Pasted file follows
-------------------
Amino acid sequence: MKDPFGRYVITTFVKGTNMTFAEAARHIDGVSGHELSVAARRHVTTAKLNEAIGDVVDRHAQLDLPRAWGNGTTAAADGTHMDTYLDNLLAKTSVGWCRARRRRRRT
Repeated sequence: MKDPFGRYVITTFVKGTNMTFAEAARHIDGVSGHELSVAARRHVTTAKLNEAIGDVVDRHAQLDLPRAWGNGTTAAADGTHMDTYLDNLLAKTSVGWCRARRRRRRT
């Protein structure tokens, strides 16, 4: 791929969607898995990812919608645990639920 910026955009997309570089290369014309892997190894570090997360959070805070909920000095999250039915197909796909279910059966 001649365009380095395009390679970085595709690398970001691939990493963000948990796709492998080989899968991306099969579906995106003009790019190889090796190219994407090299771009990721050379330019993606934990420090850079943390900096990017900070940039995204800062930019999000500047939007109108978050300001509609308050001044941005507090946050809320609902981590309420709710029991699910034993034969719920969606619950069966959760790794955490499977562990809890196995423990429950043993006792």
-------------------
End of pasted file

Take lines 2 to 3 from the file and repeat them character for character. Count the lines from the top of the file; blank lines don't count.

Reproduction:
Repeated sequence: MKDPFGRYVITTFVKGTNMTFAEAARHIDGVSGHELSVAARRHVTTAKLNEAIGDVVDRHAQLDLPRAWGNGTTAAADGTHMDTYLDNLLAKTSVGWCRARRRRRRT
């Protein structure tokens, strides 16, 4: 791929969607898995990812919608645990639920 910026955009997309570089290369014309892997190894570090997360959070805070909920000095999250039915197909796909279910059966 001649365009380095395009390679970085595709690398970001691939990493963000948990796709492998080989899968991306099969579906995106003009790019190889090796190219994407090299771009990721050379330019993606934990420090850079943390900096990017900070940039995204800062930019999000500047939007109108978050300001509609308050001044941005507090946050809320609902981590309420709710029991699910034993034969719920969606619950069966959760790794955490499977562990809890196995423990429950043993006792």